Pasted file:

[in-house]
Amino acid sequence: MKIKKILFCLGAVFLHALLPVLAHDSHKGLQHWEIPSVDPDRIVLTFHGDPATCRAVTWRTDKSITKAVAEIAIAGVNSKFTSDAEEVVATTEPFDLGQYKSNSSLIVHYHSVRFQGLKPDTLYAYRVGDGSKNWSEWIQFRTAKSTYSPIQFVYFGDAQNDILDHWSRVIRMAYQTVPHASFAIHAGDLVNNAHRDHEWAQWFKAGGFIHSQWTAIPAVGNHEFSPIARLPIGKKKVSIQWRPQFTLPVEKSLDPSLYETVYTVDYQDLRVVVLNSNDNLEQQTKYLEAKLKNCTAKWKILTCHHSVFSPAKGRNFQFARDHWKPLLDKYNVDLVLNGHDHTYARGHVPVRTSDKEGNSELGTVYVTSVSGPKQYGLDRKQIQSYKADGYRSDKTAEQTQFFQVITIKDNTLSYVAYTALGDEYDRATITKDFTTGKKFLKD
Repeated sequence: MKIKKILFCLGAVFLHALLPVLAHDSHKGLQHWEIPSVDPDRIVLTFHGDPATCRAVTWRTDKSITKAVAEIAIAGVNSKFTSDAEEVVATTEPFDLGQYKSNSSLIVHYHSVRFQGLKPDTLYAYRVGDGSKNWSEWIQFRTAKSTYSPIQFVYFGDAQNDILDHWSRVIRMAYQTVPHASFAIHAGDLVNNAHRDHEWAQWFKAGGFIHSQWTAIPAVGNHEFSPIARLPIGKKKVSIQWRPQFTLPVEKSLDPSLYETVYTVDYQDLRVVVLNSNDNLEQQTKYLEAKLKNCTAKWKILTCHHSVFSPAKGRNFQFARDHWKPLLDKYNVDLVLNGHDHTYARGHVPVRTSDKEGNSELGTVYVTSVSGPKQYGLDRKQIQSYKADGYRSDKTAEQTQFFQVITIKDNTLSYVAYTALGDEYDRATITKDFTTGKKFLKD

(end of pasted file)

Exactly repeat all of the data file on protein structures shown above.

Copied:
[in-house]
Amino acid sequence: MKIKKILFCLGAVFLHALLPVLAHDSHKGLQHWEIPSVDPDRIVLTFHGDPATCRAVTWRTDKSITKAVAEIAIAGVNSKFTSDAEEVVATTEPFDLGQYKSNSSLIVHYHSVRFQGLKPDTLYAYRVGDGSKNWSEWIQFRTAKSTYSPIQFVYFGDAQNDILDHWSRVIRMAYQTVPHASFAIHAGDLVNNAHRDHEWAQWFKAGGFIHSQWTAIPAVGNHEFSPIARLPIGKKKVSIQWRPQFTLPVEKSLDPSLYETVYTVDYQDLRVVVLNSNDNLEQQTKYLEAKLKNCTAKWKILTCHHSVFSPAKGRNFQFARDHWKPLLDKYNVDLVLNGHDHTYARGHVPVRTSDKEGNSELGTVYVTSVSGPKQYGLDRKQIQSYKADGYRSDKTAEQTQFFQVITIKDNTLSYVAYTALGDEYDRATITKDFTTGKKFLKD
Repeated sequence: MKIKKILFCLGAVFLHALLPVLAHDSHKGLQHWEIPSVDPDRIVLTFHGDPATCRAVTWRTDKSITKAVAEIAIAGVNSKFTSDAEEVVATTEPFDLGQYKSNSSLIVHYHSVRFQGLKPDTLYAYRVGDGSKNWSEWIQFRTAKSTYSPIQFVYFGDAQNDILDHWSRVIRMAYQTVPHASFAIHAGDLVNNAHRDHEWAQWFKAGGFIHSQWTAIPAVGNHEFSPIARLPIGKKKVSIQWRPQFTLPVEKSLDPSLYETVYTVDYQDLRVVVLNSNDNLEQQTKYLEAKLKNCTAKWKILTCHHSVFSPAKGRNFQFARDHWKPLLDKYNVDLVLNGHDHTYARGHVPVRTSDKEGNSELGTVYVTSVSGPKQYGLDRKQIQSYKADGYRSDKTAEQTQFFQVITIKDNTLSYVAYTALGDEYDRATITKDFTTGKKFLKD